If the aneurysm is causing symptoms or is large, surgery may be recommended by your doctor.
What is aortic dissection?
An aortic dissection, although uncommon, begins with a tear in the inner layer of the aortic wall. The aortic wall is made up of three layers of tissue. When a tear occurs in the innermost layer of the aortic wall, blood is then channeled into the wall of the aorta, separating the layers of tissues. This generates a weakening in the aortic wall with a potential for rupture. Aortic dissection can be a life-threatening emergency.
What causes aortic dissection?
The cause of aortic dissection is still under investigation. However, several risk factors associated with aortic dissection include, but are not limited to:
Hypertension (high blood pressure)
Connective tissue disorders, such as Marfan's disease, Ehlers-Danlos syndrome, and Turner's syndrome
Cystic medial disease (a degenerative disease of the aortic wall)
Aortitis (inflammation of the aorta)
Existing thoracic aneurysm
Bicuspid aortic valve (presence of only two cusps, or leaflets, in the aortic valve, rather than the normal three cusps)
Coarctation of the aorta (narrowing of the aorta)
Hypervolemia (excess fluid or volume in the circulation)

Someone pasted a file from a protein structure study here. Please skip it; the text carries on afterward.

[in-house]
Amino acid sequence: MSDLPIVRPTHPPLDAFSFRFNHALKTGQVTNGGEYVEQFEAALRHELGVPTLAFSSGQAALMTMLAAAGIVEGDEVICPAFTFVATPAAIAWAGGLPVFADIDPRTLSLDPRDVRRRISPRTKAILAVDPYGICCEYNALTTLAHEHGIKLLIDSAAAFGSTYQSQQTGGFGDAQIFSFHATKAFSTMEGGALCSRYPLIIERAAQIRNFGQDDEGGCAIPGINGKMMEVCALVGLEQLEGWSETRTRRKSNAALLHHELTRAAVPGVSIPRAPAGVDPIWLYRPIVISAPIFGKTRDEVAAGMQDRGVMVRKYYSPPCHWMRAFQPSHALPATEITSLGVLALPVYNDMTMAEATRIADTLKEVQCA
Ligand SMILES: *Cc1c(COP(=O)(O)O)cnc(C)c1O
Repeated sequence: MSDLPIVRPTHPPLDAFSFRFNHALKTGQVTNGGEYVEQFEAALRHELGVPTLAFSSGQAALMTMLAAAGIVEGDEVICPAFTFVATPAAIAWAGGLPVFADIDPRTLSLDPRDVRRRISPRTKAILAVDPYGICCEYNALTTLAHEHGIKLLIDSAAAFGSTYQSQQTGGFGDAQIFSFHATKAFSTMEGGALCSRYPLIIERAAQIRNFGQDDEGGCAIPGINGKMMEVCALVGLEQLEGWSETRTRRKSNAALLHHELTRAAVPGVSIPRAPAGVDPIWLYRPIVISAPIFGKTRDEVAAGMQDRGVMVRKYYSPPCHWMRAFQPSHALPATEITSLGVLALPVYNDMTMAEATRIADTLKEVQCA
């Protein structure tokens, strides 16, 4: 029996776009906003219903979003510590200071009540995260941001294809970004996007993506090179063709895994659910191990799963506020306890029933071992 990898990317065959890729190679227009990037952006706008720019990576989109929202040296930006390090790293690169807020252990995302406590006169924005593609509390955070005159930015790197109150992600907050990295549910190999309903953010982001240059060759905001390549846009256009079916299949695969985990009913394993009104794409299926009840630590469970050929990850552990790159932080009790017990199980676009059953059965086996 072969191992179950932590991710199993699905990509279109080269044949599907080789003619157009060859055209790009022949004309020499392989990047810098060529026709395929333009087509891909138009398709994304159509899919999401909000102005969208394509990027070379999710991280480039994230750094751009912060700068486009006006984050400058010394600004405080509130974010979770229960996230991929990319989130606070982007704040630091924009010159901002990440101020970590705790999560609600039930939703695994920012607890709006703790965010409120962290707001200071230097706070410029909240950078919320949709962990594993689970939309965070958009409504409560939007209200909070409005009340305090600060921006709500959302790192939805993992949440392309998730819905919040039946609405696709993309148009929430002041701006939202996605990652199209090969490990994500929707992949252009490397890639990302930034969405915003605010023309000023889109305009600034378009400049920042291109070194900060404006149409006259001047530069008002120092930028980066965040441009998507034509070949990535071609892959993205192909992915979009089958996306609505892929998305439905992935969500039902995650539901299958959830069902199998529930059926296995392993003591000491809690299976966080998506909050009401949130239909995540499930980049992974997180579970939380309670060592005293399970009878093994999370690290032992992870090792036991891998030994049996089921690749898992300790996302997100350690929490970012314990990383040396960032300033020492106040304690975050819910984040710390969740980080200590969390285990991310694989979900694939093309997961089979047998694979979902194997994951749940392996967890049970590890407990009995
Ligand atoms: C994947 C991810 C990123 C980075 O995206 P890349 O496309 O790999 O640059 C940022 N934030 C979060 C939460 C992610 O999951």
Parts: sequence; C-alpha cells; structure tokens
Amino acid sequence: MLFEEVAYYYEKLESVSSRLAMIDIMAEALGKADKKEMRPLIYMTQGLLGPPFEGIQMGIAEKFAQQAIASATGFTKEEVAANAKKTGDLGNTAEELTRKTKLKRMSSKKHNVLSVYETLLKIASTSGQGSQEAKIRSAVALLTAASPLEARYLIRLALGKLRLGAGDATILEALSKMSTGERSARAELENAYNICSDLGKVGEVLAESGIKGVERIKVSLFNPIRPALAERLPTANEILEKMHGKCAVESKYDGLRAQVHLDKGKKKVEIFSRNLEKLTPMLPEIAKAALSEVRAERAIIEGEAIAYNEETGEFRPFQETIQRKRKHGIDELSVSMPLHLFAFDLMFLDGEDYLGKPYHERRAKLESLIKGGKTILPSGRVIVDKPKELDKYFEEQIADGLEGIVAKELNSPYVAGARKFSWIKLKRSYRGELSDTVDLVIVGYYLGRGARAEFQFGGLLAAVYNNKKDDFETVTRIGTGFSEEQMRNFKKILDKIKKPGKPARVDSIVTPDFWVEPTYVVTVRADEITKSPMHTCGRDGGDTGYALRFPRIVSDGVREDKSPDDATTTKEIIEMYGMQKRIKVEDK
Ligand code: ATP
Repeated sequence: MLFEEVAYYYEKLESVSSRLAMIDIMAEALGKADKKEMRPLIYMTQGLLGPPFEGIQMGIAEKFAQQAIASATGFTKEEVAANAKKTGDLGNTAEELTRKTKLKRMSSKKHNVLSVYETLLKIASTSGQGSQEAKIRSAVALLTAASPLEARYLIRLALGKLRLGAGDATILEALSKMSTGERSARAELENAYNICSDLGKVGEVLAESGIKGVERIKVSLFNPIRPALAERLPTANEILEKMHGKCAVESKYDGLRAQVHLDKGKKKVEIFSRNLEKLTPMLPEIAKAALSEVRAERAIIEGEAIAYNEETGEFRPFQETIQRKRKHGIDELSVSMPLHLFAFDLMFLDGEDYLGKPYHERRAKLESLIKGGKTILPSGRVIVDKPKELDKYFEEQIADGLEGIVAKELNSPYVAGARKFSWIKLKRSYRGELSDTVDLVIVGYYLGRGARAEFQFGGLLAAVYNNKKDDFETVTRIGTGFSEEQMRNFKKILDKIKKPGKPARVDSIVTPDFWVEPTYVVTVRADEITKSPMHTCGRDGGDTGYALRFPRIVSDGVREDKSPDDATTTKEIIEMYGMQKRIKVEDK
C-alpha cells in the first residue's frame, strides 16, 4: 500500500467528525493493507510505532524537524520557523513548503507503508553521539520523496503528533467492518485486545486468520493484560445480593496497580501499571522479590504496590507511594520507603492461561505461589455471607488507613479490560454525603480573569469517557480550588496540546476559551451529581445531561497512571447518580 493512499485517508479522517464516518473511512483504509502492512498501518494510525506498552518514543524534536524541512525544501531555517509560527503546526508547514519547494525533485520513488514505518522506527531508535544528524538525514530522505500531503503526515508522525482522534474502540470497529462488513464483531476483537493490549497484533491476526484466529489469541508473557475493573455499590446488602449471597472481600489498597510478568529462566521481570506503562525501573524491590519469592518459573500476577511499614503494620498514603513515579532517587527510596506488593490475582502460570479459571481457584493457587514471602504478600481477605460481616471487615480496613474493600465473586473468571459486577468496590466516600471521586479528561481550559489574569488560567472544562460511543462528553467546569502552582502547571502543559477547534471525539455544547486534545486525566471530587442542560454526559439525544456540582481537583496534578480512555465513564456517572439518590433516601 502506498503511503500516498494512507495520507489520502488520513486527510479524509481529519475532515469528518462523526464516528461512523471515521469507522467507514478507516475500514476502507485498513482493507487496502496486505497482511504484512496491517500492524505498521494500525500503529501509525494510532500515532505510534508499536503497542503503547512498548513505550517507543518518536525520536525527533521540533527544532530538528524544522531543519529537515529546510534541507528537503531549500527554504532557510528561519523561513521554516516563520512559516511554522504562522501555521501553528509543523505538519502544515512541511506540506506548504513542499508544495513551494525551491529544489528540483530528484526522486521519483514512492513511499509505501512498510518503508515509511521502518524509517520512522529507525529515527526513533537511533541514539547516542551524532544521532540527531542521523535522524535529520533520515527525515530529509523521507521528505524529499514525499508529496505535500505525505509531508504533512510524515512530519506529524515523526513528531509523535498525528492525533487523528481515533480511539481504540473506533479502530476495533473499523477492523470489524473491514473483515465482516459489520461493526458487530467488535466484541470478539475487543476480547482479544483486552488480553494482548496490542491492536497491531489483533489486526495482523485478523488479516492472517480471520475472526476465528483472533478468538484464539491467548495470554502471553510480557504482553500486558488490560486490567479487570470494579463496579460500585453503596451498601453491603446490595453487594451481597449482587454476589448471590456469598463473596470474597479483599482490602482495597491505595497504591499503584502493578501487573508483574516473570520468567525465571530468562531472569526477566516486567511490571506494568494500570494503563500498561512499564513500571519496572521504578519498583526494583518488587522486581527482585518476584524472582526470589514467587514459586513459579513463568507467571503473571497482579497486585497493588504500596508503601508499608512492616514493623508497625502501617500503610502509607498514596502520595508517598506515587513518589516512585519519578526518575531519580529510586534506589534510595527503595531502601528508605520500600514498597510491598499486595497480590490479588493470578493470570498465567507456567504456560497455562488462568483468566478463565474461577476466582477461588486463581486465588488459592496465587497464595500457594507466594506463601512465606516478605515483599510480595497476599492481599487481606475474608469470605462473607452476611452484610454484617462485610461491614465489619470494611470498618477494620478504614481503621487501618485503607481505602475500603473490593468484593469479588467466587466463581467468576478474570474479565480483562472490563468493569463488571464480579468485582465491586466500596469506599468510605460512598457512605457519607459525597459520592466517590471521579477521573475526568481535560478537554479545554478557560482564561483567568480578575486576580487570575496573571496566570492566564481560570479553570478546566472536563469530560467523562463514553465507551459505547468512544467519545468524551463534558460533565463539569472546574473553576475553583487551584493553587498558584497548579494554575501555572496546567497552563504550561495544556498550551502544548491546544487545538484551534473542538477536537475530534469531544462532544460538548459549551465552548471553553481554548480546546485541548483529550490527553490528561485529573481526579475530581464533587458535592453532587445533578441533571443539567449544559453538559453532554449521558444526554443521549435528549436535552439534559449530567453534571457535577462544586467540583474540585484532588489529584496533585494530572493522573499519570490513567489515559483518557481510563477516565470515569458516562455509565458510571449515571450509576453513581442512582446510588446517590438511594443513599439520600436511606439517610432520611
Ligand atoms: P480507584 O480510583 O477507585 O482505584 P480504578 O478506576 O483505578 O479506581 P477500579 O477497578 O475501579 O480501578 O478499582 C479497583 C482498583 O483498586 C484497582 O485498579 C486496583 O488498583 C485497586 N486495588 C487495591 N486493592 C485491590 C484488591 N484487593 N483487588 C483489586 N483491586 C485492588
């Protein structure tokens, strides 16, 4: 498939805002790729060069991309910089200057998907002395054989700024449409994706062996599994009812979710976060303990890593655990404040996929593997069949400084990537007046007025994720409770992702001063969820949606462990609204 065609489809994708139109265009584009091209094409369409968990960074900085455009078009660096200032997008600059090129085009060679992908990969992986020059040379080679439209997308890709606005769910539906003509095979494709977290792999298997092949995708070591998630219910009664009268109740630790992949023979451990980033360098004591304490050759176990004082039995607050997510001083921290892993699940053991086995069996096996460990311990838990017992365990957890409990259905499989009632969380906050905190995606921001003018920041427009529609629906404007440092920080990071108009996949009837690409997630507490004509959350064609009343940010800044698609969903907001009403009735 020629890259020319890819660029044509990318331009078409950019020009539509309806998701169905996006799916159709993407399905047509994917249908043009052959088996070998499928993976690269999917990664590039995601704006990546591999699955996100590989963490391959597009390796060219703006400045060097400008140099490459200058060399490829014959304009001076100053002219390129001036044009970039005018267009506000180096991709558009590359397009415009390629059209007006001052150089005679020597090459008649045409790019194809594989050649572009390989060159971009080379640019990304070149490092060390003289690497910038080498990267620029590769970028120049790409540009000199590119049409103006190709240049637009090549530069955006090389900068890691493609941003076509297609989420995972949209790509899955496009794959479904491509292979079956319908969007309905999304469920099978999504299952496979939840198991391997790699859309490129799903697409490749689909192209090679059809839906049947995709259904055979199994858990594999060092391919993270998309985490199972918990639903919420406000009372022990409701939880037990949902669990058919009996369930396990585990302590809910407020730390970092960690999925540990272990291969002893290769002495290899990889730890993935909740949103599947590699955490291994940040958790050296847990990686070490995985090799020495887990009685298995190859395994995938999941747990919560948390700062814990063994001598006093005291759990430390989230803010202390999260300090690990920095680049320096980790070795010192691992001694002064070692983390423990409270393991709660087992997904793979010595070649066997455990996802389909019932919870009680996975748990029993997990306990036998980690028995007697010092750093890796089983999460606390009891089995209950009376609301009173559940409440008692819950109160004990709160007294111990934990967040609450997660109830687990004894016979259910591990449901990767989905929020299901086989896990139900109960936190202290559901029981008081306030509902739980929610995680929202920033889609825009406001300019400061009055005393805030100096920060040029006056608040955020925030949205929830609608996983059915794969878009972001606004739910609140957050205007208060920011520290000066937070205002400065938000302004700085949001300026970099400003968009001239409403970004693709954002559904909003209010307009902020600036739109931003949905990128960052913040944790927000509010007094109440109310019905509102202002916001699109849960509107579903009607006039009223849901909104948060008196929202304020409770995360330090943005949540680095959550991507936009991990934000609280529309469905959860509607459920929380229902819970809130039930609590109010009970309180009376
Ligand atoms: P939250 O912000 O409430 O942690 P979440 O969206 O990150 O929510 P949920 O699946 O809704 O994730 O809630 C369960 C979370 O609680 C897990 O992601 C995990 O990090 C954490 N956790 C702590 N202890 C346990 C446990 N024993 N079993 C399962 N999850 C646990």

Polycystic kidney disease (a genetic disorder characterized by the growth of numerous cysts filled with fluid in the kidneys)
What are the symptoms of aortic dissection?
The most commonly reported symptom of an acute aortic dissection is severe, constant pain, sometimes described as "ripping" or "tearing," and located in the chest, the middle of the abdomen, the lower back, or the pelvis area. The pain may be "migratory," moving from one place to another, according to the direction and extent of the dissection.
The symptoms of aortic dissection may resemble other medical conditions or problems. Always consult your physician for more information.
How is aortic dissection diagnosed?
In addition to a complete medical history and physical examination, diagnostic procedures for an aortic dissection may include any, or a combination, of the following:
Computed tomography (CT) scan. This is a diagnostic imaging procedure that uses a combination of X-rays and computer technology to produce horizontal, or axial, images (often called slices) of the body. A CT scan shows detailed images of any part of the body, including the bones, muscles, fat, and organs. CT scans are more detailed than general X-rays.
Transesophageal echocardiogram (TEE). This diagnostic procedure uses echocardiography to assess the heart’s function and structures. A transesophageal echocardiogram is performed by inserting a probe with a transducer down the esophagus. By inserting the transducer in the esophagus, TEE provides a clearer image of the heart because the sound waves don't have to pass through skin, muscle, or bone tissue.
The physician will determine the most appropriate examination. When a diagnosis of aortic dissection is confirmed, immediate intervention is necessary. Medical intervention or surgery will be required depending on the location of the aortic dissection.